For more than two decades from its headquarters in Portland, Oregon, Rentrak has kept refining its measurement technologies in a bid to provide customers with near-real-time, actionable insights into how content performs across every commercial media platform. Its systems process nearly 1 billion pieces of information every day — that is more daily transactions than most credit-card companies handle.

A major part of that business is the tracking of box-office returns, spurred in part by the acquisition of Nielsen EDI and Cine Chiffres in France.

“We help the industry both strategically and tactically,” says CEO Bill Livek. “We keep track of the entire film industry. Who’s going to the movie and how much they are spending at each screen as well as every commercial activity on the small screen including video-on-demand and digital downloads. We are the census company for the entertainment industry.”

And not just in the US. Rentrak is a global company with offices in 15 cities and 11 countries. The international footprint of its Box Office Essentials service has grown with the recent addition of the Portugal market, the expansion of its management team in Russia and the commencement of collecting film information in mainland China.

“We cover 90% of the global box office,” says theatrical chief Ron Giambra. “We were also the first to offer a mobile service. We did this six or seven years ago and now we have apps for BlackBerries, iPhones and iPads.”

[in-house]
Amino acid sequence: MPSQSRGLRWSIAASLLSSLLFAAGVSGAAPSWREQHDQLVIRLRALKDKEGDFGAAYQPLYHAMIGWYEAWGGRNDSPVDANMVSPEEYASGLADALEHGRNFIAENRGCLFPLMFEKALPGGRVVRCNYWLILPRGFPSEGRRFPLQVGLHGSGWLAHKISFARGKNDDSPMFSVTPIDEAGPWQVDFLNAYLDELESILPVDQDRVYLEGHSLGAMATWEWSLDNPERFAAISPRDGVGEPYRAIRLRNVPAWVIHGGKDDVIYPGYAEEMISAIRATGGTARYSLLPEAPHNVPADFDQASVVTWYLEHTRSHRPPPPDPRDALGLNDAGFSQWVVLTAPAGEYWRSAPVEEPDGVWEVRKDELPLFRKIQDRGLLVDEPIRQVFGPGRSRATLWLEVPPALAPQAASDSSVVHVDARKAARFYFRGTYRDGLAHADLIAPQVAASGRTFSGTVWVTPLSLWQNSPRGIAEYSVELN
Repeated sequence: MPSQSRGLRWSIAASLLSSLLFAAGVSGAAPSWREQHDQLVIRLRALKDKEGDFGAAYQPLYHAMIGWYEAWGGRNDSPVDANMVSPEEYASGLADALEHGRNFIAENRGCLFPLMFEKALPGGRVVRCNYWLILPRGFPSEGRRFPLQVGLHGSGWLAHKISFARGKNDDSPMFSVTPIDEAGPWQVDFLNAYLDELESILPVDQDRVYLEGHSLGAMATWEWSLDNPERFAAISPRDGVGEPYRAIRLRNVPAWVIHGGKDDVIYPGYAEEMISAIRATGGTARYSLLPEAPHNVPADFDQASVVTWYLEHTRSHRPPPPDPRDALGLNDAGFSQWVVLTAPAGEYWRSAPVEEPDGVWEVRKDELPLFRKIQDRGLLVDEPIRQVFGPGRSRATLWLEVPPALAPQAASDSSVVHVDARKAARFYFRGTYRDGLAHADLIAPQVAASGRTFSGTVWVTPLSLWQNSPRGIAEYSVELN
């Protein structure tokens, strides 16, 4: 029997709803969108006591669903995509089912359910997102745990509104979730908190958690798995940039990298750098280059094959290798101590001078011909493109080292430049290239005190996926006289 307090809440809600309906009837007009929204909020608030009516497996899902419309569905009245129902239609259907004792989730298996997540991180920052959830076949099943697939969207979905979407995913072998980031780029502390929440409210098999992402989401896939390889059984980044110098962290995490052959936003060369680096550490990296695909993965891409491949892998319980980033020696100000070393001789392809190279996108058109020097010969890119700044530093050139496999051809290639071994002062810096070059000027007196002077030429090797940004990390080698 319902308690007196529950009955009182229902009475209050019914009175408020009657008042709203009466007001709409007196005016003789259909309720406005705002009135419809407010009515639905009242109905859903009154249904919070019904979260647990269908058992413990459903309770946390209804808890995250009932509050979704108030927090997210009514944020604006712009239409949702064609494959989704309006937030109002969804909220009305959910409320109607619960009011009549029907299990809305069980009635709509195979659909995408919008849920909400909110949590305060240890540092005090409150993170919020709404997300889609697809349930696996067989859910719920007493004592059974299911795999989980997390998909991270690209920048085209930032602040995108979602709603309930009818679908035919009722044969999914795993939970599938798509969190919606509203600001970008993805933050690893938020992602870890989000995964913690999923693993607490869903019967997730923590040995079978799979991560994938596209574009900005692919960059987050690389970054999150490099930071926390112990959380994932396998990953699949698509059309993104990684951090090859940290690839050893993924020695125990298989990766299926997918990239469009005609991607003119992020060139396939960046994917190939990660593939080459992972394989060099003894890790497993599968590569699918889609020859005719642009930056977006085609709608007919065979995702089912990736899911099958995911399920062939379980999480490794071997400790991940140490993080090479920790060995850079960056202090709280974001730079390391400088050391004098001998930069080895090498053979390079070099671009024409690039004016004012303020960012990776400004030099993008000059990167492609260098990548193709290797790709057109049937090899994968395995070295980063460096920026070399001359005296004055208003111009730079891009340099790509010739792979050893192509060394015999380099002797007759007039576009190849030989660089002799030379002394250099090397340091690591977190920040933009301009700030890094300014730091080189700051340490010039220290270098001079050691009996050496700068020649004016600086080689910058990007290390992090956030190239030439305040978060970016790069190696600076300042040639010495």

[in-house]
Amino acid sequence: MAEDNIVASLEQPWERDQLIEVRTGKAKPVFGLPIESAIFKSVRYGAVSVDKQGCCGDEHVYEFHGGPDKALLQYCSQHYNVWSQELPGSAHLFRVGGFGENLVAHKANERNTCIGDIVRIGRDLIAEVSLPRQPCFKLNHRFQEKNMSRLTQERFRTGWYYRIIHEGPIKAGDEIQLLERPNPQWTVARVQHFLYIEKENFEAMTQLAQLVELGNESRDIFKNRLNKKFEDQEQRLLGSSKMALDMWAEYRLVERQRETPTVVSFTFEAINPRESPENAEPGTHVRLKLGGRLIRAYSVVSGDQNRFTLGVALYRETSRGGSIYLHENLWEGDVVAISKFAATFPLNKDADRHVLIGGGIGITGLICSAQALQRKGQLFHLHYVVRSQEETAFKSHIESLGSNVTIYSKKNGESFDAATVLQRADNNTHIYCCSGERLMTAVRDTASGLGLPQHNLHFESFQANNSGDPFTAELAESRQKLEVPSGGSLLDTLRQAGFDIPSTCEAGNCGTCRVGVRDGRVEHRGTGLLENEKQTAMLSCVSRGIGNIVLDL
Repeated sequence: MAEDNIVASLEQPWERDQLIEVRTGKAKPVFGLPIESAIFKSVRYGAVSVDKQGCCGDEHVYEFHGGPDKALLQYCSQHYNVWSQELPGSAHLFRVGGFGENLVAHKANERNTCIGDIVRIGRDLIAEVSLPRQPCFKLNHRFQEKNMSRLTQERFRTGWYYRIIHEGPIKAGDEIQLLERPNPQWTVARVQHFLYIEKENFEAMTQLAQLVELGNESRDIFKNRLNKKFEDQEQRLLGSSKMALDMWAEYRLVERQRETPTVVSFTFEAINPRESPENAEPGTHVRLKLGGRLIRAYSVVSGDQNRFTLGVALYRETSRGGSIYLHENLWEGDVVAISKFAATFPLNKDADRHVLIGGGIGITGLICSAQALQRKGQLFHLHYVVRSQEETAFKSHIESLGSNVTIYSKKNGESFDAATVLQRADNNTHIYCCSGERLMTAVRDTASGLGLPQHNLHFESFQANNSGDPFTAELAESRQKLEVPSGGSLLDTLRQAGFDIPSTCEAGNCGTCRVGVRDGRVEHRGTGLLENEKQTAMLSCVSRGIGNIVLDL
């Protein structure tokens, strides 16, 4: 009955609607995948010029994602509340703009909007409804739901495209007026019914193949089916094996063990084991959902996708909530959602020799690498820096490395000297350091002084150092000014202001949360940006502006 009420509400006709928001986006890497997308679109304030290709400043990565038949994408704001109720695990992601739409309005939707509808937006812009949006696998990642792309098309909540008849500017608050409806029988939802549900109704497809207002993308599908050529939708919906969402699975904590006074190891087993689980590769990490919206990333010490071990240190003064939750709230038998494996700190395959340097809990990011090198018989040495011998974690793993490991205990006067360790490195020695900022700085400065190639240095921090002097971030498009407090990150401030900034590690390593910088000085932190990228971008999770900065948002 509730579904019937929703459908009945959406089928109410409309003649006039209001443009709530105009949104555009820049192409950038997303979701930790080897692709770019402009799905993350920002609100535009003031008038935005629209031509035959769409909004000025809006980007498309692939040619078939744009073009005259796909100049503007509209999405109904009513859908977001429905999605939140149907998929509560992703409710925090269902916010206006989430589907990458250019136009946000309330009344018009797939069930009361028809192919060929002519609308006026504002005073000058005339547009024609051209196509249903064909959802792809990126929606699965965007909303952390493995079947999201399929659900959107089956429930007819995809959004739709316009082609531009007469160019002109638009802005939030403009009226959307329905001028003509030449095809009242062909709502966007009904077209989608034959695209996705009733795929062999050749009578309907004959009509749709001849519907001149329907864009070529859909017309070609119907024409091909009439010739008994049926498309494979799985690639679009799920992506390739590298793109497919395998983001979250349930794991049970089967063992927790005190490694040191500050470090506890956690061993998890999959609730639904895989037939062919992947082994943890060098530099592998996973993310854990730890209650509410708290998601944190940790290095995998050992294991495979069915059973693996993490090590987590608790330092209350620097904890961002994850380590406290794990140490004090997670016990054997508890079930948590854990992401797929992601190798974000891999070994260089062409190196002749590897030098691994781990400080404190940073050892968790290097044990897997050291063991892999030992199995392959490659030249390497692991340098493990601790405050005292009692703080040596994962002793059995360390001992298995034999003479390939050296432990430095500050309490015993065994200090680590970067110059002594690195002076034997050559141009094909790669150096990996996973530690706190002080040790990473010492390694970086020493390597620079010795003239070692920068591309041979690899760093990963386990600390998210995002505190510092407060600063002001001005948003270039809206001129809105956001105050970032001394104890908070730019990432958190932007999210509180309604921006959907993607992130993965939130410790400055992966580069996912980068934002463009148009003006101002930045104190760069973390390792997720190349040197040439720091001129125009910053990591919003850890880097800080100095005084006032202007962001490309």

Launch date Founded in 1977 as National Video Inc.

Key executives Bill Livek, CEO; Cathy Hetzel, president of Advanced Media Information division; Ron Giambra, president, theatrical worldwide.

Cost to users Subscription fees.

Ownership structure Public company listed on the NASDAQ stock exchange.

Business model Rentrak is split between two core businesses: media measurement and analytical research; and a home-entertainment distribution division that acts as a revenue-sharing middleman between video retailers and their content suppliers. The box-office data business generated $18.3m in fiscal 2011.


RightsLine is a software-as-a-service (SaaS) platform that enables content distribution companies to track the deals, contracts and contractual rights for all of their assets.

“We are the only web-based solution that does this, providing distributors real-time visibility into what they can do what with where,” claims CEO Rob Delf. “Our solution enables companies to track where they have assets and the deals associated with them.”